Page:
Thanks for all the visuals! I'll keep an eye out for some of those features, particularly the 100-foot buffer-style yard you described. I actually had to look up that term, "strimming" ("string trimming"). If I wasn't able to see the sides of a house well enough to take note of any alarm bells/outlets, sounds like I could get a good sense of "Very High Fire Hazard Area" construction based on the presence of coast live oak (high fire resistance) and grasses maintained commensurate with the homeowner's sense of self-preservation.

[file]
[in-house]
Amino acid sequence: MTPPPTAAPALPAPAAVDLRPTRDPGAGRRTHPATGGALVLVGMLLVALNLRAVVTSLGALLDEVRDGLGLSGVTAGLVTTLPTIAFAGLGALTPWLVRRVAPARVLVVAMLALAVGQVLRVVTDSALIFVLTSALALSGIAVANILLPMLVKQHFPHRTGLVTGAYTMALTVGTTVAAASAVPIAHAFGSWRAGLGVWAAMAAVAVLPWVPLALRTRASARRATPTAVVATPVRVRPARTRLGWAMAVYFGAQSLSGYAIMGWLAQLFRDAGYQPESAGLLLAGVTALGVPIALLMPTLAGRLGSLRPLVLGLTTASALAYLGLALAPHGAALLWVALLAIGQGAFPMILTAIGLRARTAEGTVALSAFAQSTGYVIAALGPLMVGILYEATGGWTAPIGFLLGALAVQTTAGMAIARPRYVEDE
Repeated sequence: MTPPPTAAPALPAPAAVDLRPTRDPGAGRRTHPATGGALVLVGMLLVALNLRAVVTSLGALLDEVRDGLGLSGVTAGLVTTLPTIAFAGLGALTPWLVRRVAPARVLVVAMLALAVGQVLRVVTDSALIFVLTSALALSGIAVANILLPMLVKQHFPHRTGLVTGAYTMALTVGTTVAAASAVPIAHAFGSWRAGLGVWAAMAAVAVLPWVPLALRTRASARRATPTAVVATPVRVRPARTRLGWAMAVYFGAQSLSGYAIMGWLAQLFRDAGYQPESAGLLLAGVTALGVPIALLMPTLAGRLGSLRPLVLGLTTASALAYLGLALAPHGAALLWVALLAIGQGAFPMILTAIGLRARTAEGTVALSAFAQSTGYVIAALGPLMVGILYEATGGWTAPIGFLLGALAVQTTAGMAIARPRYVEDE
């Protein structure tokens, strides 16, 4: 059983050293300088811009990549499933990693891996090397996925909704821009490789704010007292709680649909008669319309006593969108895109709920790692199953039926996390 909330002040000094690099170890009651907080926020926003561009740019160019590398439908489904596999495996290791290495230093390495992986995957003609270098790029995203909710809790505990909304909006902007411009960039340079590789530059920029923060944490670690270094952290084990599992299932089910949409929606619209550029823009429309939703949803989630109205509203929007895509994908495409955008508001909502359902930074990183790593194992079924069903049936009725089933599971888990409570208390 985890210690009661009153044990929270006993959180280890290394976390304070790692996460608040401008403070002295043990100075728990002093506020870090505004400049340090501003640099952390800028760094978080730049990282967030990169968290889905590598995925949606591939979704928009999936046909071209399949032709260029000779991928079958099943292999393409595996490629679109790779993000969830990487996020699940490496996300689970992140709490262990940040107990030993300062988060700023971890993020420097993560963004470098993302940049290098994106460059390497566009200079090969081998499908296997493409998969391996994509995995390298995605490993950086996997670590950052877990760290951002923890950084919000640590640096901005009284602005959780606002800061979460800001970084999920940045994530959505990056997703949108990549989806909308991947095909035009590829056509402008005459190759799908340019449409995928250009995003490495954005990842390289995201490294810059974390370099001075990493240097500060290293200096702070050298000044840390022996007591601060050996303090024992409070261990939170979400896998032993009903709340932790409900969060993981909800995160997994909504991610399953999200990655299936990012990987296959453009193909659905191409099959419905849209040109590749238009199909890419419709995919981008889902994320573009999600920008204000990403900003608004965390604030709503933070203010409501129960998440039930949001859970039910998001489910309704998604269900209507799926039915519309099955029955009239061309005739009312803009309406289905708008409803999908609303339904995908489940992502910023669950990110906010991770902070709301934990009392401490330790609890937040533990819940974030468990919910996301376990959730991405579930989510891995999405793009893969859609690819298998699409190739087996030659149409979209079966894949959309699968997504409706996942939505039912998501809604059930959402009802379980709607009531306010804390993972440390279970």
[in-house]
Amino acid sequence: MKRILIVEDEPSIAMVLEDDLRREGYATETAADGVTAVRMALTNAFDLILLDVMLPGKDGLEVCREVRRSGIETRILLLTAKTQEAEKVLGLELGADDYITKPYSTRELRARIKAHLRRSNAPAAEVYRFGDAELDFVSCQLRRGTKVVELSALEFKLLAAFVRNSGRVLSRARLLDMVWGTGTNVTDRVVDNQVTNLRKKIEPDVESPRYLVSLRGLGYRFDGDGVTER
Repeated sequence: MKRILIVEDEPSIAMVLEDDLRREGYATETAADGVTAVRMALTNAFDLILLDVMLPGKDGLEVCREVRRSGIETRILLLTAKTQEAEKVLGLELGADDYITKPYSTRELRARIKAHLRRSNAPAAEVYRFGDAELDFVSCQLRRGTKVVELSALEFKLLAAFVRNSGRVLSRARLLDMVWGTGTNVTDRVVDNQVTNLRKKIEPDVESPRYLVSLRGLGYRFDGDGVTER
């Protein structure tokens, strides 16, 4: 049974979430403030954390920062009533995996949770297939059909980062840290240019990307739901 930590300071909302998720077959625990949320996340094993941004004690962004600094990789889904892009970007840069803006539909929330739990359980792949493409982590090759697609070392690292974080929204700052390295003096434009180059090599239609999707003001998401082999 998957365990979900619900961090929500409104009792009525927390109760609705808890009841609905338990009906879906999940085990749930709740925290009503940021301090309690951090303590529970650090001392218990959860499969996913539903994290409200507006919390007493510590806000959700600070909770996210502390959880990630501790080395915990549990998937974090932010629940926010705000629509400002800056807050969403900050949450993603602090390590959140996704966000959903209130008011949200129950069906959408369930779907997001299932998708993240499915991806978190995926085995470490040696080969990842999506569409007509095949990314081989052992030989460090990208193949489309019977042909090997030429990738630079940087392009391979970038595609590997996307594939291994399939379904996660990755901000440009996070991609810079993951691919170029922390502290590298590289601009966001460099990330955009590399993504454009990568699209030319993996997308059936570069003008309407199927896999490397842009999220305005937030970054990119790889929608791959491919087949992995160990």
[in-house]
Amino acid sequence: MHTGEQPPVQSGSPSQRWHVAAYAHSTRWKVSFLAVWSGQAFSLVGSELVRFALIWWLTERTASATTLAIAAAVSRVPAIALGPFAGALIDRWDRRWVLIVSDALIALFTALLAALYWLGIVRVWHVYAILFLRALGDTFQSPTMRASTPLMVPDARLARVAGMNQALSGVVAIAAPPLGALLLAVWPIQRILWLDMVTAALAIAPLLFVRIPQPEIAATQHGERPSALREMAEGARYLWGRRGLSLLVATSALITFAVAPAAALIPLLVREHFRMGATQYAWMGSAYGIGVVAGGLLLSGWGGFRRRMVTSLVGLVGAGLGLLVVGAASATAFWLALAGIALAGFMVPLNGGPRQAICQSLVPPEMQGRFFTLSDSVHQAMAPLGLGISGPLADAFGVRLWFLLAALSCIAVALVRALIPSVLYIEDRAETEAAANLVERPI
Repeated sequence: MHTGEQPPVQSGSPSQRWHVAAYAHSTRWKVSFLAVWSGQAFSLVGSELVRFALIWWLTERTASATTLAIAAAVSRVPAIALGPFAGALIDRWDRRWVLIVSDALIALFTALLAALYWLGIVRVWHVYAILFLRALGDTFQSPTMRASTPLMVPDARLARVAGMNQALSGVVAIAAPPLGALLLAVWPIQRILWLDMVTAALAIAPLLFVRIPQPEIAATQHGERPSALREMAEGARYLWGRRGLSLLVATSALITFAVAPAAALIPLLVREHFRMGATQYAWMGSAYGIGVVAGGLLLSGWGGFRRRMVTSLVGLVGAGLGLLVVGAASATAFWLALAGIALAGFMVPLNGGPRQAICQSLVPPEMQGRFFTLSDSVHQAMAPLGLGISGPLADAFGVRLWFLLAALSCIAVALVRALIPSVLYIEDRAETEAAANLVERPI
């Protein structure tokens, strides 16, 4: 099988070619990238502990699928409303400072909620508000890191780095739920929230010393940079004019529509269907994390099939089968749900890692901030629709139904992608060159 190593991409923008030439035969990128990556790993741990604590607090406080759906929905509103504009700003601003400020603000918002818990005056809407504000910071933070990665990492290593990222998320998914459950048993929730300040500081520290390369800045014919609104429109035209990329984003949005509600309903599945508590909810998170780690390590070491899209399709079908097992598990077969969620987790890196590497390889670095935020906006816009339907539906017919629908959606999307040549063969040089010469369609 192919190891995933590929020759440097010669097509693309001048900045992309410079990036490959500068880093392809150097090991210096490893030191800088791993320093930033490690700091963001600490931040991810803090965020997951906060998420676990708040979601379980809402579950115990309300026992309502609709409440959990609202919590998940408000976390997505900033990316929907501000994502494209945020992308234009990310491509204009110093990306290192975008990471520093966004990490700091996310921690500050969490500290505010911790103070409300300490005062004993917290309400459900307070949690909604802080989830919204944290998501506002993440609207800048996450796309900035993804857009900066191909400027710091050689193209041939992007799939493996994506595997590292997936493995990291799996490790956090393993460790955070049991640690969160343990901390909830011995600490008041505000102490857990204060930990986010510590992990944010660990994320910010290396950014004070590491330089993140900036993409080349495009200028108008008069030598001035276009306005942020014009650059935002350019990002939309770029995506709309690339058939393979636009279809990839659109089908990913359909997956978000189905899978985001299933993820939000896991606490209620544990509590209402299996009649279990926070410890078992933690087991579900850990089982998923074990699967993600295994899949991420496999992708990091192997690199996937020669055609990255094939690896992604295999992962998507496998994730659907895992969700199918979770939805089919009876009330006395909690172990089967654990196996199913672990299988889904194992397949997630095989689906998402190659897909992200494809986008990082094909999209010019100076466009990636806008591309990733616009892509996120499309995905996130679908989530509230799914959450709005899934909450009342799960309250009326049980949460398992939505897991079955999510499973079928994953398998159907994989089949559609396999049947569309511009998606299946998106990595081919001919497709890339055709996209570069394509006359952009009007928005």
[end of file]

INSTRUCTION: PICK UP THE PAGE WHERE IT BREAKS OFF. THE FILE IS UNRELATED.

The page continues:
BTW, I came across this defensible space flyer by ReadySanDiego that appears to go into more detail about some of the maintenance requirements you mentioned. Except upon further inspection it looks like these are state-level/Cal Fire requirements that only apply if you're in a State Responsibility Area / unincorporated area of San Diego County. So not sure how much overlap this has with Poway or how much this relates to City of Poway's "Very High Fire Hazard Area" requirements, but I noted these are legal requirements (you described yours as voluntary in your post above).

Anyways, all the fire hazards notwithstanding, your photos of fire country do make it look like a really nice place to live in!